Windows Password Security- Part 3

As I recall, I was talking about hashes. The answer to yesterday’s question is that you can; one program that allows you to do this is called fgdump. It takes the hash and directly logs in, without using the login screen. I’m pretty sure that this is the end of the series.


Data Integrity Loss

I’m back from the non-blogosphere thing… I think it’s called the real world… but anyway, I’m back! Today’s post is about data integrity loss, or whatever it’s called. This is the first all-orginal post, i.e. I didn’t do any research. My best analogy for data loss is somewhat like this: A game of telephone is being played, but only the first and last people know the language, so the middle people make some mistakes, such as saying “fart” instead of “fort”. If only a few people are between those who know the language, mistakes can be corrected, such as turning “fart” back into “fort”. If too many people are in between, though, it could get mis-interpreted. now replace those who don’t know the language with wires, and those who do with routers.

Man in the Middle

This post is about Man in the Middle (hereby refered to as MITM) attacks. MITM refers to the hacker, with computer C, tapping the line between computer A and computer B. If there was not any previous connection between A and B, C can see all communication, no matter the security. Let us imagine a simplification. A says “let’s use algorithm X” B sees this and says, in algorithm X, “OK, here’s your webpage”. C sees A changing the algorithm and decrypts all traffic in algorithm X, seeing the webpage. I can see no way to get around this other than A) send the information along a different path or B) if the hacker taps the conversation after it has started. If anyone knows another way, please comment.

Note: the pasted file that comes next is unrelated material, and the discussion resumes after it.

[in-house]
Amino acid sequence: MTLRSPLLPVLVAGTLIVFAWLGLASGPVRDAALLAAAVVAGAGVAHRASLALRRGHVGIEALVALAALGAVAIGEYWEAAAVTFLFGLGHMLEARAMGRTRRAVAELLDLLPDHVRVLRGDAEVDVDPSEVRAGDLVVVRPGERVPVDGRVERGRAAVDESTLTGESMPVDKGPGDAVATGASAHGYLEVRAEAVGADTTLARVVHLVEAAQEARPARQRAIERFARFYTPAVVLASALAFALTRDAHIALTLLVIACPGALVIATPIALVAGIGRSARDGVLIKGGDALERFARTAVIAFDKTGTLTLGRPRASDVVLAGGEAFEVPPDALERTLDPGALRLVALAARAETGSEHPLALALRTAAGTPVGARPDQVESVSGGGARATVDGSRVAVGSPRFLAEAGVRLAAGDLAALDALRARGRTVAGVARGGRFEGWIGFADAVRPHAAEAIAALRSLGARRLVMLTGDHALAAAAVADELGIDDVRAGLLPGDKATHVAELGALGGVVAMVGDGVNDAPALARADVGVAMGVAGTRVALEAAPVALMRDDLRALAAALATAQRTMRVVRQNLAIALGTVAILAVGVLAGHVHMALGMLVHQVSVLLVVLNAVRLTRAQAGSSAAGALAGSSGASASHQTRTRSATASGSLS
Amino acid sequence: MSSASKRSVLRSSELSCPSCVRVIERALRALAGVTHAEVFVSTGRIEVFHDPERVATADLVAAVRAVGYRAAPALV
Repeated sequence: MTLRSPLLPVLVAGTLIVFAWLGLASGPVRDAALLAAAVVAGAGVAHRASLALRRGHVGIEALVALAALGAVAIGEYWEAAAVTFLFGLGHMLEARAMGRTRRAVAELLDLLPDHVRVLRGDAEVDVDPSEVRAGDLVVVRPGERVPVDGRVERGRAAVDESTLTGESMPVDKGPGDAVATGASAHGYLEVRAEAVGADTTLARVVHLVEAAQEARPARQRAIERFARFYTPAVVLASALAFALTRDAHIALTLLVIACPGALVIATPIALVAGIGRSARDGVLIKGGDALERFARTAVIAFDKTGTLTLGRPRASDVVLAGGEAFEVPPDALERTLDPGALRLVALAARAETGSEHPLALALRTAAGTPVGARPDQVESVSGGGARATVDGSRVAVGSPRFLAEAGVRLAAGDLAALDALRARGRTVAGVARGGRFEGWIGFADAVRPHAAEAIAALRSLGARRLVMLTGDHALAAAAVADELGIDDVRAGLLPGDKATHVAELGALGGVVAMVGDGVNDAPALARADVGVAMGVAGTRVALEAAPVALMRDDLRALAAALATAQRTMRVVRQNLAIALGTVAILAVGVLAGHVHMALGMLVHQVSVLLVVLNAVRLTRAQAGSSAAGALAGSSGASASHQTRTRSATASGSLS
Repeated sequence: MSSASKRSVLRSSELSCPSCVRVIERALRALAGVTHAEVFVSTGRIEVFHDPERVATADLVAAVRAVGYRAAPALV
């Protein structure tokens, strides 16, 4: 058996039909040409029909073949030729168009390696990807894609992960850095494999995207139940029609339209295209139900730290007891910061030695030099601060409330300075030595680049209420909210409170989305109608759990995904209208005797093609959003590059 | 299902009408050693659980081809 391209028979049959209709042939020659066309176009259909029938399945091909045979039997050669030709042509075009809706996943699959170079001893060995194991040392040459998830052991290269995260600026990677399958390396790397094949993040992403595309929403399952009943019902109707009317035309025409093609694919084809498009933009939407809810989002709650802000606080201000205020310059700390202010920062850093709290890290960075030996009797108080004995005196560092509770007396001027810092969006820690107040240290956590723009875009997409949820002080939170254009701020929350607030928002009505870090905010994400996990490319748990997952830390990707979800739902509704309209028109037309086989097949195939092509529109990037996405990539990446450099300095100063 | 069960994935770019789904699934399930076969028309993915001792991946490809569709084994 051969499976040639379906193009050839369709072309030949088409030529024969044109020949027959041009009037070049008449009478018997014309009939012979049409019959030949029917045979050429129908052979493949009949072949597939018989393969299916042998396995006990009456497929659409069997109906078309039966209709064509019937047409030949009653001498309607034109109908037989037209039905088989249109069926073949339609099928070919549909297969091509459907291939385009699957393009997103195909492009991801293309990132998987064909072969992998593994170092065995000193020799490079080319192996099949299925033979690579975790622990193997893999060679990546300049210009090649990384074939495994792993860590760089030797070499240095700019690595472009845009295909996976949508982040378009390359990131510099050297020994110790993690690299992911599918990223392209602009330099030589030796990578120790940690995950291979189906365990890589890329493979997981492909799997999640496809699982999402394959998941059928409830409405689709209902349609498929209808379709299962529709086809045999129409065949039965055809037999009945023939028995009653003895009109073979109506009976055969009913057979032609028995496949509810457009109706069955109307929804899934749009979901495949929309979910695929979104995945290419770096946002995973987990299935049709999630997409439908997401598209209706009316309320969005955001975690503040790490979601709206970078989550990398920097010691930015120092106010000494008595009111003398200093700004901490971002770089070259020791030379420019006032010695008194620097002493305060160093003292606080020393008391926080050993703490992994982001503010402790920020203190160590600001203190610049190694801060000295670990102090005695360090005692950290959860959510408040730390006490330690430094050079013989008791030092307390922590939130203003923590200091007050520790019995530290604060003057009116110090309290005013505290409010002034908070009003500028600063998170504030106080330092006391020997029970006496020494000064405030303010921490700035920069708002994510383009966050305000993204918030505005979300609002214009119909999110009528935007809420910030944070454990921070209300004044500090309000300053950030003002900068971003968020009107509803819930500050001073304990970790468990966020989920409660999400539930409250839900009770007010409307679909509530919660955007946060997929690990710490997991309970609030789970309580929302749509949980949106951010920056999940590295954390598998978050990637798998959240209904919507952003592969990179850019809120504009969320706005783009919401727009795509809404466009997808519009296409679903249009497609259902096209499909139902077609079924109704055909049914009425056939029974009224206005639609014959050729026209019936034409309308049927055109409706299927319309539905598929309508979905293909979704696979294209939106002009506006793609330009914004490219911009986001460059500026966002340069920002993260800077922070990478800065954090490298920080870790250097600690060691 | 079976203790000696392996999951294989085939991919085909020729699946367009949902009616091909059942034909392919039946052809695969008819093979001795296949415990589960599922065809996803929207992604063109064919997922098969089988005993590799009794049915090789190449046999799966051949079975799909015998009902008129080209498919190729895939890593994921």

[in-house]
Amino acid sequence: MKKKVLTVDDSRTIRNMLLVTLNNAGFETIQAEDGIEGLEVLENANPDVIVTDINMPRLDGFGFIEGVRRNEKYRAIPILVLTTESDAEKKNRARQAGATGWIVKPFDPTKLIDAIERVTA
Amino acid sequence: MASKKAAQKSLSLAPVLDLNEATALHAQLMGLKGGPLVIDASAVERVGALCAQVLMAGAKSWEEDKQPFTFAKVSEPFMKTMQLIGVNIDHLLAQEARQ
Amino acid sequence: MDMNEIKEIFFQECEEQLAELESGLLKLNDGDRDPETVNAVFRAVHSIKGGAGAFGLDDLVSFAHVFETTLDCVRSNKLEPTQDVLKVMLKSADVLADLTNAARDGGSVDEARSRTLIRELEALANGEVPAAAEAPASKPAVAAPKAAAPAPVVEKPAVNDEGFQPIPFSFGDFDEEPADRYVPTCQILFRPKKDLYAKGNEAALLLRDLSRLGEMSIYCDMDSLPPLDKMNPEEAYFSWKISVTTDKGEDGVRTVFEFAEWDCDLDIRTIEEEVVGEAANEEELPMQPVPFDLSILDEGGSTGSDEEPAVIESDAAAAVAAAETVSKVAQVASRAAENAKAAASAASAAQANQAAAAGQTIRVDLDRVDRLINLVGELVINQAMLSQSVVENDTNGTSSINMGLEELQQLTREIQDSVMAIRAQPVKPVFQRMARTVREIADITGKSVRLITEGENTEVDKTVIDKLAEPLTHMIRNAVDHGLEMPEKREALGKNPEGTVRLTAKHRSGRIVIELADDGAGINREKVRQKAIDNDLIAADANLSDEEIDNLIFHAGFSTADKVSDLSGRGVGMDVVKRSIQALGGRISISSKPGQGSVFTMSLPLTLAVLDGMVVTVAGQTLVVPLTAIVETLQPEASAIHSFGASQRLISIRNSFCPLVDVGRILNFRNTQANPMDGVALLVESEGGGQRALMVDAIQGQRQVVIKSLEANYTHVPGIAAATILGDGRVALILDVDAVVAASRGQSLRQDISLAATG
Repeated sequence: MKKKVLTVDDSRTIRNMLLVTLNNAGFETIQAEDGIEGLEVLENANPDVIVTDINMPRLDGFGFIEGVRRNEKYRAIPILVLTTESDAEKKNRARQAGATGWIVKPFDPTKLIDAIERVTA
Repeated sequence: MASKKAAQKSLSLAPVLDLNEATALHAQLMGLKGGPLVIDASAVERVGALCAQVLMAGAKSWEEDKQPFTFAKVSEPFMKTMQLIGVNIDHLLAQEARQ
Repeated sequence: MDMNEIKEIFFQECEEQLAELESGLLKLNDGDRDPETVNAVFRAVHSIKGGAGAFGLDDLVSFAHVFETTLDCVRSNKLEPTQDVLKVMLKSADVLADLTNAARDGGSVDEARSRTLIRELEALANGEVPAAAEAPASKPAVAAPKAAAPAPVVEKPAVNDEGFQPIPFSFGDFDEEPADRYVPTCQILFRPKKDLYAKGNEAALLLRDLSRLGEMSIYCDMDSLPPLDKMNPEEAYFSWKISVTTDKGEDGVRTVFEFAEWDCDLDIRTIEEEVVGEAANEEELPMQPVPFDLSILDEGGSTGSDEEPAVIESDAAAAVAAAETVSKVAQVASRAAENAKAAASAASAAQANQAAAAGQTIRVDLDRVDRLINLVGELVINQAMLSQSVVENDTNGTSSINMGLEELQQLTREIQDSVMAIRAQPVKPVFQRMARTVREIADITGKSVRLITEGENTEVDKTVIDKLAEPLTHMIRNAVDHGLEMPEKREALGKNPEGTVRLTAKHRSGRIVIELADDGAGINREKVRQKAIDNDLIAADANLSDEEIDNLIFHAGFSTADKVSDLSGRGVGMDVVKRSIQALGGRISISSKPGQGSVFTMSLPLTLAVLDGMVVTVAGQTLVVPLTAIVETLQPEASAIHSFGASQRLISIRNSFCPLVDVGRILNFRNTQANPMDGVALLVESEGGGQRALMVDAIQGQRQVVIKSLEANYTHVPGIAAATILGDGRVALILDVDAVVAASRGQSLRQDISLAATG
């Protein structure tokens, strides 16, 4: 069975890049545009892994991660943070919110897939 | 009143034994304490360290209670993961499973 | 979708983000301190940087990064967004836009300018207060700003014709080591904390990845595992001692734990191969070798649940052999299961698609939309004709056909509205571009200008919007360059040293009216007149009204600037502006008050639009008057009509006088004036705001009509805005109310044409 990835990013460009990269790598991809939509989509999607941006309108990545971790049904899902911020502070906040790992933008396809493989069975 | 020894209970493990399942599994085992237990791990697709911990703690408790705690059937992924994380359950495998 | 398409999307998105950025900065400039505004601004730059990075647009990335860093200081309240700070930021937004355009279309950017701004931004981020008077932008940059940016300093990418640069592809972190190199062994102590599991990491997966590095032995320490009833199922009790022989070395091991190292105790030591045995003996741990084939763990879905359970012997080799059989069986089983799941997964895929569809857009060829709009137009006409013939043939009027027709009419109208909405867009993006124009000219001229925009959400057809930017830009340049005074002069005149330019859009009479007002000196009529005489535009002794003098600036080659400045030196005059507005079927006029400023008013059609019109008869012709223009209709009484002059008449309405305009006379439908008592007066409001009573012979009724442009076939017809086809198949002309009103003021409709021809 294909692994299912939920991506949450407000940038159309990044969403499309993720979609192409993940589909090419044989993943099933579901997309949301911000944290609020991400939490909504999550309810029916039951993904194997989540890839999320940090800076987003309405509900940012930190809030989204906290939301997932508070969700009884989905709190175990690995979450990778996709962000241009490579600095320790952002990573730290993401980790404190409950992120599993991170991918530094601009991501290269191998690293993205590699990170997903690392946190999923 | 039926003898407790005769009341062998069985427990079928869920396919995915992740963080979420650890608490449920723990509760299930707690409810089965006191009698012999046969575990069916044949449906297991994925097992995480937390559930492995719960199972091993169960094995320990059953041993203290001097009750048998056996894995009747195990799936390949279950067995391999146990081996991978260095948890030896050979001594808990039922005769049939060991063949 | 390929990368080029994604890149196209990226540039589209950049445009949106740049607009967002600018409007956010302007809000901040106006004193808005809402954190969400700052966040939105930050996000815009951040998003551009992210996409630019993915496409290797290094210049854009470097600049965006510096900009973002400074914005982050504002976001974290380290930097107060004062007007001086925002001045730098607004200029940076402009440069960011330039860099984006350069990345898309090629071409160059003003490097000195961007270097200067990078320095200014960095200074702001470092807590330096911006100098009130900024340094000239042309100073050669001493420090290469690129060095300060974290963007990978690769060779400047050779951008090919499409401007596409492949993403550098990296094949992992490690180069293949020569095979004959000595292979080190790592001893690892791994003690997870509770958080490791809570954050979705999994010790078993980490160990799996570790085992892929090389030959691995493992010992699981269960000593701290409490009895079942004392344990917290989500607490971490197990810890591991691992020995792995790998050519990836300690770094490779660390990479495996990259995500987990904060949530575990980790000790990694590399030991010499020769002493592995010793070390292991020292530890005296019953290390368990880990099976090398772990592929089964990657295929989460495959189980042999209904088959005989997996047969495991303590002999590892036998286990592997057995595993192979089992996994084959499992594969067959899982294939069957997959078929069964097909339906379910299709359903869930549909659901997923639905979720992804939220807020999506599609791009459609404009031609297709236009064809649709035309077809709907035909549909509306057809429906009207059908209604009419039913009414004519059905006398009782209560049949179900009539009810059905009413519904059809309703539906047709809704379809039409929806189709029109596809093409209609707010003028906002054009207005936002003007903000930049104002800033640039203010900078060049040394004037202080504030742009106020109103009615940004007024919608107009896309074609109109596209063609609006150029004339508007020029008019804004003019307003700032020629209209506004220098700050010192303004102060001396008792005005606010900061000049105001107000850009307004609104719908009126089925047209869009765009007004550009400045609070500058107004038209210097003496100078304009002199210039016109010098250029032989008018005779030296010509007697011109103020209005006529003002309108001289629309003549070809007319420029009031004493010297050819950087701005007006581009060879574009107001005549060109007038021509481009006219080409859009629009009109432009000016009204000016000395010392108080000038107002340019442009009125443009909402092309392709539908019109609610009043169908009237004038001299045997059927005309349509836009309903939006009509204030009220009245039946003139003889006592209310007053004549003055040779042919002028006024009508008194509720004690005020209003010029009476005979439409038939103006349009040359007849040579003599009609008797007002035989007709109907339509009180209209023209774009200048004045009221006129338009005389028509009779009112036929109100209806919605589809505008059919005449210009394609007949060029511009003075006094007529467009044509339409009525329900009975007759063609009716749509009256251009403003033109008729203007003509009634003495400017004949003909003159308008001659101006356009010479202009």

Laws and the Internet

Finally, I hope to actually give some content.

I believe that laws have no right on the internet. Individual sites have the right to store what they want about you, and block you, but the internet should not be governed by laws of any kind, especially not the ones of the servers’ location(s). If governments want to set up their own lines for their own networks, they have that right, and the right to prosecute those who hack it, but HTTP protocol should remain the people’s (and the robots’). If two people want to have an email conversation, then anyone who can intercept the line should be able to listen in.


someone tried to post a soma cooment from the following email address: I hope that spiders will crawl this, and the spammer will in turn get spam.


We all hate spam. I know there are many blog posts about this, so I’ll try to be short. A good site for statistics on spam is here. On that same site, I found the US laws about spam. That brings me to another point: law and the internet. but I’ll touch on that later. I’ve found the best spam filter to be the one that Gmail has. Read the rest of this entry »

Gmail down

Gmail went down for the majority of its tens of millions of users on Tuesday, September 1, 2009. The Boston Globe’s story is available here, and a Google News search for “gmail” returns many valuable results, at least for now. When I was affected, I thought that one of my labs features had broken, until I found others experienced it, too. Gmail said that it took some servers down for routine repair, and underestimated the additional load on other servers. The Gmail team was alerted of the problem within seconds, but had to continue the maintenance. Google’s report is here. Read the rest of this entry »